"We believe that this initiative is something that everyone can get involved in. It's easy, it's exciting and it's enriching," said James Bentley, director of youth ministries at Trinity. "You know, here in Arkansas, we truly understand how irritating those mosquitoes can be, but we take for granted how we are protected. This is an opportunity for us to reach across the divide and make a significant difference."
'I saved a family today'
At Cabot (Ark.) UMC, youth director Denise Wilson and about 30 young people partnered with Cabot High School to create a one-day, three-on-three basketball tournament that raised more than $3,000. Funds were raised through team entries, concession sales, community sponsorships and T-shirt sales. The youth also took donations before and after church on two separate Sundays. Those who gave $10 or more received a lapel sticker stating, "I saved a family today. What did you do?"
The experience helped the youth become more mission-minded. "It was neat to see the youth get their minds around the fact that we were saving lives," Wilson said.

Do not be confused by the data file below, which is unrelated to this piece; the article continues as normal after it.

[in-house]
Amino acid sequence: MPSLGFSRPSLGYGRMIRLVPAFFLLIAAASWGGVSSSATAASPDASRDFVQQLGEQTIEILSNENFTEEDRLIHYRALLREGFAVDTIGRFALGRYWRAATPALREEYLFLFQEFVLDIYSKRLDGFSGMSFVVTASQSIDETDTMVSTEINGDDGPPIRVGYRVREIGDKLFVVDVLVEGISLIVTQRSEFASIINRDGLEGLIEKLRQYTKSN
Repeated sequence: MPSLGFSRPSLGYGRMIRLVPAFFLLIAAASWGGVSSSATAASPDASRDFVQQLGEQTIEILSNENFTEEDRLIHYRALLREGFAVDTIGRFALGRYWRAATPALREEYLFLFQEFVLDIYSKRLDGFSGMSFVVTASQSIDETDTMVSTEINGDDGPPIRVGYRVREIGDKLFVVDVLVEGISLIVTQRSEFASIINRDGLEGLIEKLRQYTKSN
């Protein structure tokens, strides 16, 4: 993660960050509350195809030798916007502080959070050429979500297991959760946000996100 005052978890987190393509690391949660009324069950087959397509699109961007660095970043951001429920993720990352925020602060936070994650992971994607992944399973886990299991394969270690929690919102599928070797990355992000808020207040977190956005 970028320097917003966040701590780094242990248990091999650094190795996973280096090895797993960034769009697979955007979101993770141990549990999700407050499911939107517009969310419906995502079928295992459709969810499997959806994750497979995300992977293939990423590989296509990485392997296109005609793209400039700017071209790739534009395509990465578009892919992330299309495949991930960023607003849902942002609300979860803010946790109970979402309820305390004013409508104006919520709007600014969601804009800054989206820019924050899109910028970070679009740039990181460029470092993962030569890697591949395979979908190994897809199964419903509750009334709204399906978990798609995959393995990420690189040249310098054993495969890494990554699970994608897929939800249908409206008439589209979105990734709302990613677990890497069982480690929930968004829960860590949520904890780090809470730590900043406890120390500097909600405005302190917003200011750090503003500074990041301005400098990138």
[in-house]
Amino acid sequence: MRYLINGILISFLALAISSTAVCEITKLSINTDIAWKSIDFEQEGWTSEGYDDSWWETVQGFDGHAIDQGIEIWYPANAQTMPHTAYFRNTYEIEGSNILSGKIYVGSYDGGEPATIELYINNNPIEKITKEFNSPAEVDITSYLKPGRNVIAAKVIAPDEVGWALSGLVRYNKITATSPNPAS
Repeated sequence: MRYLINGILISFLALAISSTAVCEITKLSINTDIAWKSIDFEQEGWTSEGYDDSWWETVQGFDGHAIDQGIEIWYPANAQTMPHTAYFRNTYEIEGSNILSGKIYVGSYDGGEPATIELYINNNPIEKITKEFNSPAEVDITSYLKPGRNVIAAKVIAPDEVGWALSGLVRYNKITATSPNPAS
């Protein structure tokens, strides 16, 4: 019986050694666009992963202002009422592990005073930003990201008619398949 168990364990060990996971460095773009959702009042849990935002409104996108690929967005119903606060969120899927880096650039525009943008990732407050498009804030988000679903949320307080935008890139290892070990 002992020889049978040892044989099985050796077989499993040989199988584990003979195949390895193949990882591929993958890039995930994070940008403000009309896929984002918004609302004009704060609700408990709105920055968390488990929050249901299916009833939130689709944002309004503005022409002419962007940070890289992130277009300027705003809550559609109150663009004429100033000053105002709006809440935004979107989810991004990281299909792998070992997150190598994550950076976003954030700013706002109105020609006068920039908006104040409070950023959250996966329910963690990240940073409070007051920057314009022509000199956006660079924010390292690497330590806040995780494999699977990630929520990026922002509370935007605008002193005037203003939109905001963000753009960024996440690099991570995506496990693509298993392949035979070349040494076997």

More campaigns are coming up. The Alabama-West Florida Conference is making Nothing But Nets a focus of its annual conference gathering in June, and Bishop Larry M. Goodpaster has challenged the people to raise enough money to buy 10,000 bed nets. "On Sunday evening, June 3, we will act together to save 10,000 lives! Get creative and involved," he wrote in a weekly letter to the conference.
In addition, United Methodists are being asked to skip a meal, send a net and save a life on April 25, Africa Malaria Day. Bishop Janice Riggle Huie, president of the denomination's Council of Bishops, is asking United Methodists and others to skip lunch that day and use their lunch money to buy a bed net. April 25 also has been designated Malaria Awareness Day in the United States by President Bush.
Go to www.UMC.org/nets and donate online to Nothing But Nets, order "Buzzkill" T-shirts and other promotional material, and download resources, including suggestions about how churches can get involved, graphics and worship materials. For more information, log on to www.nothingbutnets.net.
Compiled by Deborah White with reports from conference communicators Mark Barden, Eleanor Colvin, Meredyth Earnest, Dan Gangler, Victoria Rebeck, Martha Taylor, Allison Trussell and Kathryn Witte.